In all the uproar over AIG, the most important lesson has been ignored. AIG failed because it sold large amounts of credit default swaps (CDS) without properly offsetting or covering their positions. What we must take away from this is that CDS are toxic instruments whose use ought to be strictly regulated: Only those who own the underlying bonds ought to be allowed to buy them. Instituting this rule would tame a destructive force and cut the price of the swaps. It would also save the U.S. Treasury a lot of money by reducing the loss on AIG’s outstanding positions without abrogating any contracts.
CDS came into existence as a way of providing insurance on bonds against default. Since they are tradable instruments, they became bear-market warrants for speculating on deteriorating conditions in a company or country. What makes them toxic is that such speculation can be self-validating.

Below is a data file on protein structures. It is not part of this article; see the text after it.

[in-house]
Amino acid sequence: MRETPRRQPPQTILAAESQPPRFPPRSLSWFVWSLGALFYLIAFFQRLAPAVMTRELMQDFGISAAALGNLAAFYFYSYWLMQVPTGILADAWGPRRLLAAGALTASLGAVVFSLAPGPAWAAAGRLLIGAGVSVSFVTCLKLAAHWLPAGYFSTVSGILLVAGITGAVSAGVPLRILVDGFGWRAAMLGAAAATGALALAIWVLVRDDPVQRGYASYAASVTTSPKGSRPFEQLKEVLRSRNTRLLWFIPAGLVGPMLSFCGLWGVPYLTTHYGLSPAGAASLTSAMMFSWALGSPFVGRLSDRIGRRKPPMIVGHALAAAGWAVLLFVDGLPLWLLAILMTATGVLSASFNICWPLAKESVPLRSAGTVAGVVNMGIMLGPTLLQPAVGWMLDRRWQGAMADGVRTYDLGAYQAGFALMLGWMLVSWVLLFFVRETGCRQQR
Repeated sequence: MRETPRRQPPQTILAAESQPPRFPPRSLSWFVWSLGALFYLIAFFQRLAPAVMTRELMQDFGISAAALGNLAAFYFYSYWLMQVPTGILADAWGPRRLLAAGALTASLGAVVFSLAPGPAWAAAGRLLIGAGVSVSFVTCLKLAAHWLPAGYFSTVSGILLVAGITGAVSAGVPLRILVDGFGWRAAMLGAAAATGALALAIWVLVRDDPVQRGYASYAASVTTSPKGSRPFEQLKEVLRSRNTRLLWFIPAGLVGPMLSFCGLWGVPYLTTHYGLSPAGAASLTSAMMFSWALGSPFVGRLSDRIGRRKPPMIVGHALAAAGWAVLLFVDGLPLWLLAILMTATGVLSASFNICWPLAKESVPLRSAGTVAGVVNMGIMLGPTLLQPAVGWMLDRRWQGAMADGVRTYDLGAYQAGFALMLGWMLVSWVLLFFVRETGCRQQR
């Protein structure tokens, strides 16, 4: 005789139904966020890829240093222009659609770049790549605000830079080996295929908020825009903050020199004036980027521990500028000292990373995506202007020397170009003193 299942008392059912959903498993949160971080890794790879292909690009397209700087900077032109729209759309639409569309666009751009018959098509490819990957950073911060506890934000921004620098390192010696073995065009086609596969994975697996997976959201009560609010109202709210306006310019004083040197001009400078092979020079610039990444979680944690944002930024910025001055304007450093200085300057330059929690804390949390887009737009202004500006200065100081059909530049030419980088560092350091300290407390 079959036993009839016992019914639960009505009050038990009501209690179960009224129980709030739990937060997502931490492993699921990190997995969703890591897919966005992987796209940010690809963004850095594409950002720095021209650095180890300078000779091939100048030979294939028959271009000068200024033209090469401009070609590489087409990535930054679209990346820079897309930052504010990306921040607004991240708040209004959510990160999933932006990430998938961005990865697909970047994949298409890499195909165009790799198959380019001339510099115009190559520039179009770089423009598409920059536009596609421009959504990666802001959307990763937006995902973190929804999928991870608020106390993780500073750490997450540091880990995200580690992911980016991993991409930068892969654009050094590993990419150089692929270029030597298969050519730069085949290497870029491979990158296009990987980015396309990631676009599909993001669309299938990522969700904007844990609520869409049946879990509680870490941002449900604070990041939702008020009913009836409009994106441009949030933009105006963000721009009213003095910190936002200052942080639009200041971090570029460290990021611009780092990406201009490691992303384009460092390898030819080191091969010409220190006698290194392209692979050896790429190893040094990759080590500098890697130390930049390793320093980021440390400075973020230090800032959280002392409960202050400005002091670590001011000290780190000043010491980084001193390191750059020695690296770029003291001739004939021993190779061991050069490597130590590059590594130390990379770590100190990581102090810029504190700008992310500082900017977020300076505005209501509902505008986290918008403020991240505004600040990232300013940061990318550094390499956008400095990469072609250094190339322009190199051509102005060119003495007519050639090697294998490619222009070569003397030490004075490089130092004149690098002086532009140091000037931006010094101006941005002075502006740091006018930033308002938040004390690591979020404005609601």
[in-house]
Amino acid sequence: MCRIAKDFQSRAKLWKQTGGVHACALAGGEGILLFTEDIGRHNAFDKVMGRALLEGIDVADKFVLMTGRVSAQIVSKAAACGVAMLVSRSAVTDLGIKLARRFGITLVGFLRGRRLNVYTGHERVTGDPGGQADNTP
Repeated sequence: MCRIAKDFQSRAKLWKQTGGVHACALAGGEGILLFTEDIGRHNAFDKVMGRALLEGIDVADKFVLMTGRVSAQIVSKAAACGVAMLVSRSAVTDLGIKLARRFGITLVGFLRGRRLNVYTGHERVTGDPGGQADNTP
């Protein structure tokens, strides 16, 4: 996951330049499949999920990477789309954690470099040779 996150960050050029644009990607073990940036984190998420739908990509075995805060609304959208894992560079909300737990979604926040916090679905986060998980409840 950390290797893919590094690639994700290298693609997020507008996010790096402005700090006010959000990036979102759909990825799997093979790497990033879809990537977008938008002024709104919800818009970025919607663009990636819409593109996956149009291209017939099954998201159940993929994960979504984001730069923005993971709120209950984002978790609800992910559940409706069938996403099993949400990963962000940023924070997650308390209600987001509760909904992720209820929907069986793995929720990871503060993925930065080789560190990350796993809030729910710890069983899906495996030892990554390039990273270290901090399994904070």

Up until the crash of 2008, the prevailing view — called the efficient market hypothesis — was that the prices of financial instruments accurately reflect all the available information (i.e. the underlying reality). But this is not true. Financial markets don’t deal with the current reality, but with the future — a matter of anticipation, not knowledge. Thus, we must understand financial markets through a new paradigm which recognizes that they always provide a biased view of the future, and that the distortion of prices in financial markets may affect the underlying reality that those prices are supposed to reflect.